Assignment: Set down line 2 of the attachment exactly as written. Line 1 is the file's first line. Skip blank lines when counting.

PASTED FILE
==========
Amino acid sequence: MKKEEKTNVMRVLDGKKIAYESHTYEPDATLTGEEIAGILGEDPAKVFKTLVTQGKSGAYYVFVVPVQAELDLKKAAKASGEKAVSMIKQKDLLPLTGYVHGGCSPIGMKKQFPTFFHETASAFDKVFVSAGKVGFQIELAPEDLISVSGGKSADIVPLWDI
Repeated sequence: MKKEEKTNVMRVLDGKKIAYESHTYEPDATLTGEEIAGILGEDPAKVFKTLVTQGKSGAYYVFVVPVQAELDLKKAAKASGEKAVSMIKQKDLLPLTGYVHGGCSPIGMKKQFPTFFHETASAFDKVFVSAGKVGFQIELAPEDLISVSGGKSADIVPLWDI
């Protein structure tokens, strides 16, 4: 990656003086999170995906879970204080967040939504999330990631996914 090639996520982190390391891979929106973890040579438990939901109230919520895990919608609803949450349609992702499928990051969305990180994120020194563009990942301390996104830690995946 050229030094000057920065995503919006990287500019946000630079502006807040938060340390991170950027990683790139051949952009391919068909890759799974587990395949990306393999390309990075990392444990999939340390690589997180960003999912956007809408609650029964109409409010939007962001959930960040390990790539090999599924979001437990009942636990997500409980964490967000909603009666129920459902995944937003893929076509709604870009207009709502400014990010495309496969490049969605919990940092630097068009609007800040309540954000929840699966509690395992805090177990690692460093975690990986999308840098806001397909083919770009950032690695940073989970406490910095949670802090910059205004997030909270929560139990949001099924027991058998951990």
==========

Repeated sequence: MKKEEKTNVMRVLDGKKIAYESHTYEPDATLTGEEIAGILGEDPAKVFKTLVTQGKSGAYYVFVVPVQAELDLKKAAKASGEKAVSMIKQKDLLPLTGYVHGGCSPIGMKKQFPTFFHETASAFDKVFVSAGKVGFQIELAPEDLISVSGGKSADIVPLWDI